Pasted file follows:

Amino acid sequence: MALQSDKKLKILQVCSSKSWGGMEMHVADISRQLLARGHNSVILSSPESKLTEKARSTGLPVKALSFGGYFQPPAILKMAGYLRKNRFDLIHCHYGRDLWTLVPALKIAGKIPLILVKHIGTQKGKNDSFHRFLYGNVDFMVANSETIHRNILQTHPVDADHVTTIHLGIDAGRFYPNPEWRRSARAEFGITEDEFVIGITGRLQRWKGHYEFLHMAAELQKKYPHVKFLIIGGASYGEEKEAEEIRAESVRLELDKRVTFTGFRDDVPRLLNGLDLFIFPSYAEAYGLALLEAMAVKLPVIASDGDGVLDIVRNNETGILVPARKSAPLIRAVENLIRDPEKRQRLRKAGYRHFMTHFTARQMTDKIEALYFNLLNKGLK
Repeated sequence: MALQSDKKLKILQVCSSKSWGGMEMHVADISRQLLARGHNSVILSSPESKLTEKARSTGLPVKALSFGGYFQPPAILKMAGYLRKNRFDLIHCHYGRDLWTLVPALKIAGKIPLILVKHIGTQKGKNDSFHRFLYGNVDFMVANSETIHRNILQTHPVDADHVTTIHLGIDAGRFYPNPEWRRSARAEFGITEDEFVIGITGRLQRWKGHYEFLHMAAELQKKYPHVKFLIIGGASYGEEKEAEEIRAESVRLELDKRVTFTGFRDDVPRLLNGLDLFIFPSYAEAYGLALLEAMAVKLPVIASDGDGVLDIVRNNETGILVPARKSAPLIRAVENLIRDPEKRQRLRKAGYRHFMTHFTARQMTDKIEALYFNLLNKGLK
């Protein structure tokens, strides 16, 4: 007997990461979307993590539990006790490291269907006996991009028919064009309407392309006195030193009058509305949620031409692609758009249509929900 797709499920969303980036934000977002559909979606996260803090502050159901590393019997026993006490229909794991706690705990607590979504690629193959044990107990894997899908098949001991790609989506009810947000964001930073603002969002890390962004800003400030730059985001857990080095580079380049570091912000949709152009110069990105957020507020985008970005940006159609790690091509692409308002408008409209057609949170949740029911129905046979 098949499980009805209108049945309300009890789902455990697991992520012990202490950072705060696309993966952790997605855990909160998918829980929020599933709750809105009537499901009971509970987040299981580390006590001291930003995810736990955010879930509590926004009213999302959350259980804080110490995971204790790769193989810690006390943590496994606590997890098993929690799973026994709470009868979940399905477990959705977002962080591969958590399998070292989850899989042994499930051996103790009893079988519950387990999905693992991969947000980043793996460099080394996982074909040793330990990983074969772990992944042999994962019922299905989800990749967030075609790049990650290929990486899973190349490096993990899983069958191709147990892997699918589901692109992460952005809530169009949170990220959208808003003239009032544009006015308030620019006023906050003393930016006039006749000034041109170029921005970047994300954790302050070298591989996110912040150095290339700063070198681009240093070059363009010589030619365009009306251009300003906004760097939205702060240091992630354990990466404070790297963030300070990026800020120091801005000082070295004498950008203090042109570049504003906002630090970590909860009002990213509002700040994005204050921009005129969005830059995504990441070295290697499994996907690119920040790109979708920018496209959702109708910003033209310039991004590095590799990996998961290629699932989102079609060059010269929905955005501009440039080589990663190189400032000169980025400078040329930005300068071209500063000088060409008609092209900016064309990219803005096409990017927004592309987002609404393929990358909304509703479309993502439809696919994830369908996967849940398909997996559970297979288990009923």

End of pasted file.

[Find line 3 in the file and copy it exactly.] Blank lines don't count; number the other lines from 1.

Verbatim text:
């Protein structure tokens, strides 16, 4: 007997990461979307993590539990006790490291269907006996991009028919064009309407392309006195030193009058509305949620031409692609758009249509929900 797709499920969303980036934000977002559909979606996260803090502050159901590393019997026993006490229909794991706690705990607590979504690629193959044990107990894997899908098949001991790609989506009810947000964001930073603002969002890390962004800003400030730059985001857990080095580079380049570091912000949709152009110069990105957020507020985008970005940006159609790690091509692409308002408008409209057609949170949740029911129905046979 098949499980009805209108049945309300009890789902455990697991992520012990202490950072705060696309993966952790997605855990909160998918829980929020599933709750809105009537499901009971509970987040299981580390006590001291930003995810736990955010879930509590926004009213999302959350259980804080110490995971204790790769193989810690006390943590496994606590997890098993929690799973026994709470009868979940399905477990959705977002962080591969958590399998070292989850899989042994499930051996103790009893079988519950387990999905693992991969947000980043793996460099080394996982074909040793330990990983074969772990992944042999994962019922299905989800990749967030075609790049990650290929990486899973190349490096993990899983069958191709147990892997699918589901692109992460952005809530169009949170990220959208808003003239009032544009006015308030620019006023906050003393930016006039006749000034041109170029921005970047994300954790302050070298591989996110912040150095290339700063070198681009240093070059363009010589030619365009009306251009300003906004760097939205702060240091992630354990990466404070790297963030300070990026800020120091801005000082070295004498950008203090042109570049504003906002630090970590909860009002990213509002700040994005204050921009005129969005830059995504990441070295290697499994996907690119920040790109979708920018496209959702109708910003033209310039991004590095590799990996998961290629699932989102079609060059010269929905955005501009440039080589990663190189400032000169980025400078040329930005300068071209500063000088060409008609092209900016064309990219803005096409990017927004592309987002609404393929990358909304509703479309993502439809696919994830369908996967849940398909997996559970297979288990009923």